“But, I don’t wanna!”
Those oppositional feelings within ourselves that can mysteriously thwart us from engaging the things we find important, cannot be ignored.
Any yet, too often they are. We can try to force ourselves with seemingly simple tasks like “Do Homework” or “Clean the kitchen”. But when the time comes and there is no interest, we’re stuck.
Whatever system we build, whether made of lists, reminders, calendar items, or the latest app, still needs our sense of engagement. We have to factor in those “I don’t wanna” feelings.
Video games offer an important lesson here.
Lately, on rare occasion, I’ll play a game called Dead Cells. It can be tremendously difficult at times. And though I find it difficult, I don’t find it frustrating. I keep going back, ready to take on greater challenges and see what’s behind the next door.
One of its ingenious mechanisms is how it plays within a window of difficulty, where I can test a limit, succeed or fail, and return ready to test again. When I inevitably get killed by whatever monster that ticked off the last of my health, I return to a super easy beginning. But then it quickly ramps up with new choices I make, ready to engage me at my level.
A videogame can only succeed when it fits within a window of challenge. When it is too easy, one loses interest, becoming bored leading to daydreaming if not searching for something else to do. If too difficult or frustrating, one may want to quit, perhaps having thrown a controller at the screen.
Not only that, but in order to succeed in the marketplace, a good game has to fit this window of challenge for a wide variety of players, each one with their own skills, reflexes, and histories of experience. Further, it has to be able to adapt to where the individual is in the moment. The same scenario that presents an overwhelming challenge on a day that you are tired can feel trite and boring when feeling ready.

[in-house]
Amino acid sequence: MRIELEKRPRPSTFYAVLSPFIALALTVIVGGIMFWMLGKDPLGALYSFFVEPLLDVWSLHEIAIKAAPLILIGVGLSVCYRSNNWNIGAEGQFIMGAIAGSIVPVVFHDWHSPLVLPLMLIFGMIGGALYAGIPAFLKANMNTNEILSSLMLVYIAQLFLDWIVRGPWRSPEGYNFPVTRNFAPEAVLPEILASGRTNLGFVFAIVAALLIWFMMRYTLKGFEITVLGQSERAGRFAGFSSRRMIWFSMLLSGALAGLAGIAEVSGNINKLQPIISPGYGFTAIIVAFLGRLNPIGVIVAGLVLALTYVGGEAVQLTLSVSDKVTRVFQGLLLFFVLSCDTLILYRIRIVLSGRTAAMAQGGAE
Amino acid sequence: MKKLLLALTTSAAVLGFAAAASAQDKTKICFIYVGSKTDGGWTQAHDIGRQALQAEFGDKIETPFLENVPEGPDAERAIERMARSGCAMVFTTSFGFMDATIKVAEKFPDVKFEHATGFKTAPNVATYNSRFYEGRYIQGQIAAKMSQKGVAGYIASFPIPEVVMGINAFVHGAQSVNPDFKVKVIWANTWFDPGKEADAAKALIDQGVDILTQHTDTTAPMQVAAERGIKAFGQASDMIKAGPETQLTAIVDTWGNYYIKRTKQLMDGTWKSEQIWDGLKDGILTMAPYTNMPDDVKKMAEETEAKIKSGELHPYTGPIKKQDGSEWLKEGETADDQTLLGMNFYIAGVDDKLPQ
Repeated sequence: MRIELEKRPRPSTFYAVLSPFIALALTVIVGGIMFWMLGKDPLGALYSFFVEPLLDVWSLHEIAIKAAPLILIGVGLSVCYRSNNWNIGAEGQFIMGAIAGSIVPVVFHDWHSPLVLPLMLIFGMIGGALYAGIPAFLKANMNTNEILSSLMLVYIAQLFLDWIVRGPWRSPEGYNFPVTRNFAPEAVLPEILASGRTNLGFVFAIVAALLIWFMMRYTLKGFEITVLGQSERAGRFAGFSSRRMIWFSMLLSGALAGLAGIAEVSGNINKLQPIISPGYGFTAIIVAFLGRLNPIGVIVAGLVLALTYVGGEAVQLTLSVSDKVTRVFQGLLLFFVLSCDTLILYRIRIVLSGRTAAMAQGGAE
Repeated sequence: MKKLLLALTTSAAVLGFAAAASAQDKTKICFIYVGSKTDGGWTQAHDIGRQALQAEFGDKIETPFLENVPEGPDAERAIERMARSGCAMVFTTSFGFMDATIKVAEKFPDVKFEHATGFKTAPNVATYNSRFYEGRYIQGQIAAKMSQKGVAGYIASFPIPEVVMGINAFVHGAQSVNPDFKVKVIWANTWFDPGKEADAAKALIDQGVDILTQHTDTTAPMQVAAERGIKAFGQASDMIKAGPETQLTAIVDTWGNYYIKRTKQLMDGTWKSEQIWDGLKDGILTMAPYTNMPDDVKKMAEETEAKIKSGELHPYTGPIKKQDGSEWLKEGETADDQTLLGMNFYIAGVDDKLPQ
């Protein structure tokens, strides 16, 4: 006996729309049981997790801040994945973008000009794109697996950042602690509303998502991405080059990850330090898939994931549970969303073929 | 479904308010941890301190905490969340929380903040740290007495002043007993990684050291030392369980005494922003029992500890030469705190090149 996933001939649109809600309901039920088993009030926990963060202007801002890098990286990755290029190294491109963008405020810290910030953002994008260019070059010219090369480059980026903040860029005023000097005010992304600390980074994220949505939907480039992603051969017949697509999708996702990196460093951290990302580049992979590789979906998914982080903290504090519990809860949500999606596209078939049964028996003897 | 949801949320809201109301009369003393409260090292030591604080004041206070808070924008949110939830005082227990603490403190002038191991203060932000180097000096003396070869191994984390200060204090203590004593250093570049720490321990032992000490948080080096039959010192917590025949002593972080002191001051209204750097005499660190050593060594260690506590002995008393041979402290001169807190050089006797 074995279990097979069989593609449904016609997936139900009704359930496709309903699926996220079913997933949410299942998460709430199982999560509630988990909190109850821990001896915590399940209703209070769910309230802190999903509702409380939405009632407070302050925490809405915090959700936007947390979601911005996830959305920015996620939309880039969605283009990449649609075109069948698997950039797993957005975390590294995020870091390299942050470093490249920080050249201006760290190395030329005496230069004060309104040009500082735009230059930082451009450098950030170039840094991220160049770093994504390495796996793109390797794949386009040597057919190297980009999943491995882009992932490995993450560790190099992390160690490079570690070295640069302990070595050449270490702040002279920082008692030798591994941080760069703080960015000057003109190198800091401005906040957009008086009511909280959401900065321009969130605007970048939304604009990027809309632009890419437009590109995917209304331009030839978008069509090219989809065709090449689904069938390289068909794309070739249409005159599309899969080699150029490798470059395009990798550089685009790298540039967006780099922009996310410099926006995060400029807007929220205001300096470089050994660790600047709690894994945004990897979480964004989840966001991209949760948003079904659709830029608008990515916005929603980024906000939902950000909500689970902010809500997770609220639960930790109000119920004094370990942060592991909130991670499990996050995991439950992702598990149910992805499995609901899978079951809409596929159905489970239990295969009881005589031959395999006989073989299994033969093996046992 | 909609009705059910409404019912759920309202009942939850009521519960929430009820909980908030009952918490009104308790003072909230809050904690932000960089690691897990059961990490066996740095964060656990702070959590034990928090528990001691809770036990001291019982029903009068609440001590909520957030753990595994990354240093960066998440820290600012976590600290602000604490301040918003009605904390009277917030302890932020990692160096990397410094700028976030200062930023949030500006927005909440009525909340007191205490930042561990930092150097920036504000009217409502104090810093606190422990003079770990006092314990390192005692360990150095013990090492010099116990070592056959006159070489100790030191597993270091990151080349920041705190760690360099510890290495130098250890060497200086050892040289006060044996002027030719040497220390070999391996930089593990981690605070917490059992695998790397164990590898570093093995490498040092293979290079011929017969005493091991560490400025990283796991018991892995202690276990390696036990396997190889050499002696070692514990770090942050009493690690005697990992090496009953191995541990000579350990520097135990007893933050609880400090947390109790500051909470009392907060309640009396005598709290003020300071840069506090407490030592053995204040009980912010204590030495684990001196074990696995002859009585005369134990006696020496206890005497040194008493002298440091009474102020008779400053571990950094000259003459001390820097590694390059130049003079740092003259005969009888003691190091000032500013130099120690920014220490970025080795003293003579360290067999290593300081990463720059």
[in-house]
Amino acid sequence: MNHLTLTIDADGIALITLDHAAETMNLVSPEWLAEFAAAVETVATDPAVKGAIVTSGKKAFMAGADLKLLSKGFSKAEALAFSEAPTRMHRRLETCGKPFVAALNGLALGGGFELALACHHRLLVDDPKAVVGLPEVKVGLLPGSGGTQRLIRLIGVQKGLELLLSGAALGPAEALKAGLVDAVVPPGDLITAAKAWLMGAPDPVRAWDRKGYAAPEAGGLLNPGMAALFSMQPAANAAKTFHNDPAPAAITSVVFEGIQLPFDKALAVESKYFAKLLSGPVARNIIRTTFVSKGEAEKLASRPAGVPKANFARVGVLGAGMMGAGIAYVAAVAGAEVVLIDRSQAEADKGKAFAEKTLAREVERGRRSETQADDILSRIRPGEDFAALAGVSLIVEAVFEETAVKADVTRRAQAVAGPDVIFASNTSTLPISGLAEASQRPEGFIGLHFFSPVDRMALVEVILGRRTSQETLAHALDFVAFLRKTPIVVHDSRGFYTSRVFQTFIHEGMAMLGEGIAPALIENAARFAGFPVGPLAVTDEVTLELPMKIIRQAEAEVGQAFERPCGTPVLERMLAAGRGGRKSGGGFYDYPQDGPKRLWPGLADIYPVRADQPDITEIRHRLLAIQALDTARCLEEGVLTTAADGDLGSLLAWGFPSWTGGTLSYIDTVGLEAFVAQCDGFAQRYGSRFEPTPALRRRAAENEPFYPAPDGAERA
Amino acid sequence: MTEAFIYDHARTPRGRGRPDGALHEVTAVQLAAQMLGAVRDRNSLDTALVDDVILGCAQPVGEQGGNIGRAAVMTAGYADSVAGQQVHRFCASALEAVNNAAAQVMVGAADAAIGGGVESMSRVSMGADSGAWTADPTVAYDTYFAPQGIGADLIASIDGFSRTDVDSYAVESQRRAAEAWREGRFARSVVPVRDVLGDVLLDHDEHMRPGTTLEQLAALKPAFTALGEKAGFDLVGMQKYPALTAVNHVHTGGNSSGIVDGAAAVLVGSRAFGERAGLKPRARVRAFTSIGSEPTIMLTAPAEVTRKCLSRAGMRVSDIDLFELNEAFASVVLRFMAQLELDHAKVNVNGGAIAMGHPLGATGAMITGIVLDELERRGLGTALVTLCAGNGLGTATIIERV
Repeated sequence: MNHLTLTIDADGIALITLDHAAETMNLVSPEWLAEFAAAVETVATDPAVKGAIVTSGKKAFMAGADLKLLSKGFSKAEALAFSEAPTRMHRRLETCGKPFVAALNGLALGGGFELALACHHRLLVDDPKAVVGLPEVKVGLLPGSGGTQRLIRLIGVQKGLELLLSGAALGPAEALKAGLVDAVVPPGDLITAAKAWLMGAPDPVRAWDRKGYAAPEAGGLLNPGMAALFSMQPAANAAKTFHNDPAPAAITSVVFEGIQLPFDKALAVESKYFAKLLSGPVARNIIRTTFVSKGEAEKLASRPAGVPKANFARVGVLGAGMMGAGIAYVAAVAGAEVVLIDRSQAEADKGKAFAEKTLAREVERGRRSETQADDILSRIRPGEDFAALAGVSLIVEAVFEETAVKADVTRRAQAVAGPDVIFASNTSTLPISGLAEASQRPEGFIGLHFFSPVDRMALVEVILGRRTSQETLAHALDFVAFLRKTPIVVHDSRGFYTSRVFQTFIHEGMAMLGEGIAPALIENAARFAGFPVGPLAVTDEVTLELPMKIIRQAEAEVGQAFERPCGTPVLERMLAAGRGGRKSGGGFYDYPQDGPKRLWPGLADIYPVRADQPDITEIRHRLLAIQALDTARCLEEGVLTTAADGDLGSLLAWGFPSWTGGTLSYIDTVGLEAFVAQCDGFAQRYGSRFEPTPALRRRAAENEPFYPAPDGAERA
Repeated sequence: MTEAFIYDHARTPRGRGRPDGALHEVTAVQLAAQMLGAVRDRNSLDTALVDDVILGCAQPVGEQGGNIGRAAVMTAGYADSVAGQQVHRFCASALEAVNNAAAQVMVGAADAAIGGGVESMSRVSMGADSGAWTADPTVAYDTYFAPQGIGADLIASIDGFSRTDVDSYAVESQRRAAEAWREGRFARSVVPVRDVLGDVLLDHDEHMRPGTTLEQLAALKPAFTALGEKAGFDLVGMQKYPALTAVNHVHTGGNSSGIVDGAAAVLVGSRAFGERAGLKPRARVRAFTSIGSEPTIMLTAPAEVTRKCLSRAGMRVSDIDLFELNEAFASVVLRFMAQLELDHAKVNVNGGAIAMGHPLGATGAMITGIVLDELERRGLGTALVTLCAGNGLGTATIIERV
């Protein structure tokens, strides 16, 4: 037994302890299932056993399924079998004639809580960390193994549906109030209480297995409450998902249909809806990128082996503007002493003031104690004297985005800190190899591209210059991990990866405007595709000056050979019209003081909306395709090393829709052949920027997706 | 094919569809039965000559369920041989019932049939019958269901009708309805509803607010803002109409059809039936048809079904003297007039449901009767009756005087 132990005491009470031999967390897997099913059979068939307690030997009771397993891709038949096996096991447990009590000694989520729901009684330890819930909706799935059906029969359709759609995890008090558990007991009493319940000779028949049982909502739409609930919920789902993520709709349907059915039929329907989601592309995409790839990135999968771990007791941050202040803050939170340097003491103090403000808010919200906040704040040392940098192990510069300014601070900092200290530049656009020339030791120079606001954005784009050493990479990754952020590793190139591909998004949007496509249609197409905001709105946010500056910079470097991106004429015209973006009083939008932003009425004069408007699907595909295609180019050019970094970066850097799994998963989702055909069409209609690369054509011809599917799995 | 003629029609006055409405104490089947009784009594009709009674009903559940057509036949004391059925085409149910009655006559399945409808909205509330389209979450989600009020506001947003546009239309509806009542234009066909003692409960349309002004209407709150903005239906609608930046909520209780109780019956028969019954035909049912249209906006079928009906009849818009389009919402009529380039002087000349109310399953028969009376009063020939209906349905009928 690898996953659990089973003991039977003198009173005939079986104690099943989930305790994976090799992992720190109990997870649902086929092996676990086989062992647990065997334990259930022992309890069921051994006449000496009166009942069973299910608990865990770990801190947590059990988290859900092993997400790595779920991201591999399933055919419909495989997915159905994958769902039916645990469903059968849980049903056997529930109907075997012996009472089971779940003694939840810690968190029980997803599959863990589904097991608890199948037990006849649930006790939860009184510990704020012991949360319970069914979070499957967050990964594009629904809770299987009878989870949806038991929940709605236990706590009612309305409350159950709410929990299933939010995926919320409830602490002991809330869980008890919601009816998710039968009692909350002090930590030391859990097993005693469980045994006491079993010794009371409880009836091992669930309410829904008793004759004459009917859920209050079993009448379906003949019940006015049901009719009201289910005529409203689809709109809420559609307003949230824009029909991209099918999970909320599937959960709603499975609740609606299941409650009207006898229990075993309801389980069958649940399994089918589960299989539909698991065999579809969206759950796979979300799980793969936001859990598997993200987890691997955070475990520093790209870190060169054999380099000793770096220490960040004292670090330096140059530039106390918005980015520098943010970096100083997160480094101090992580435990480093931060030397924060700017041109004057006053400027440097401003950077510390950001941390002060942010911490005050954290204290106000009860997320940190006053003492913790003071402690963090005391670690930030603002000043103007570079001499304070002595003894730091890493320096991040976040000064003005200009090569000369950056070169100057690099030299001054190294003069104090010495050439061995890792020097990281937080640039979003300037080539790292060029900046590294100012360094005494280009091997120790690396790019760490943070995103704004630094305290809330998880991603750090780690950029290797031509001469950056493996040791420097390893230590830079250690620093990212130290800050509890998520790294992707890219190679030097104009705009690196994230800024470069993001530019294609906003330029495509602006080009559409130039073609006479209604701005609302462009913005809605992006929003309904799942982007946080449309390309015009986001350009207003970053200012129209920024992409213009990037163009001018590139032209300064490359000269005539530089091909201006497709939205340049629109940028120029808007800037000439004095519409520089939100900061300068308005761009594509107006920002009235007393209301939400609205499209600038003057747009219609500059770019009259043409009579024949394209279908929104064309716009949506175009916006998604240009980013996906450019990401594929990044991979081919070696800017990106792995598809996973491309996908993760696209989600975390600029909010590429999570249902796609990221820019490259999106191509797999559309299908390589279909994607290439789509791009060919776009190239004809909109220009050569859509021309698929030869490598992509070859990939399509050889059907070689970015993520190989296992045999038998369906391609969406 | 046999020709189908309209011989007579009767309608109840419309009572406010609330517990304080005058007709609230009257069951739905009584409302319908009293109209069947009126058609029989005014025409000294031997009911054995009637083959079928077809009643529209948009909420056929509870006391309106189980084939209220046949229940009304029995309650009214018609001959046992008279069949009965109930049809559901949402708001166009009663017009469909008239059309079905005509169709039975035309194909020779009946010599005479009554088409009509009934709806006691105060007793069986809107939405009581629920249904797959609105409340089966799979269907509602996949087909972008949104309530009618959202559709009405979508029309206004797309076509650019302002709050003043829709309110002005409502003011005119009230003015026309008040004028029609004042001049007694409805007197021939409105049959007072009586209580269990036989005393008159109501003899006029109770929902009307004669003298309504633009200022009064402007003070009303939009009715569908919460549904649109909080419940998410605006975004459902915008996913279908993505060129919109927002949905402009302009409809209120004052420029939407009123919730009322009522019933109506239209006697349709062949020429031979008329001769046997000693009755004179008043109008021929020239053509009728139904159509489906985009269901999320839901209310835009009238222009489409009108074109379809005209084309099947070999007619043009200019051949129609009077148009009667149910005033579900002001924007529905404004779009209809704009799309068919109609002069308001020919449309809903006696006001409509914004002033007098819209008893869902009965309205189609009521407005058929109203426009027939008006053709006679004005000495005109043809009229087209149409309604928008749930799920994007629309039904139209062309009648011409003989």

The same principle needs to be considered and built into our own system of tasks. One day, you may feel you have energy. Other days you may not. In other words, populating our projects with next actions, grouped by resources, tools, and locations is not enough.
Conisder for any task, is how it is written too challenging? Too boring? What about balancing a list of difficult tasks with pleasant ones? What about setting them up so you can do a small amount at a time, where you can do a little, then set them aside and return later?
Any of these are about recognizing and supporting your sense of agency and your ability to decide on the challenge of the moment.
PS How do you manage the “I don’t wanna” feelings? Feel free to reply and let me know if you’re ok with my quoting you anonymously or otherwise.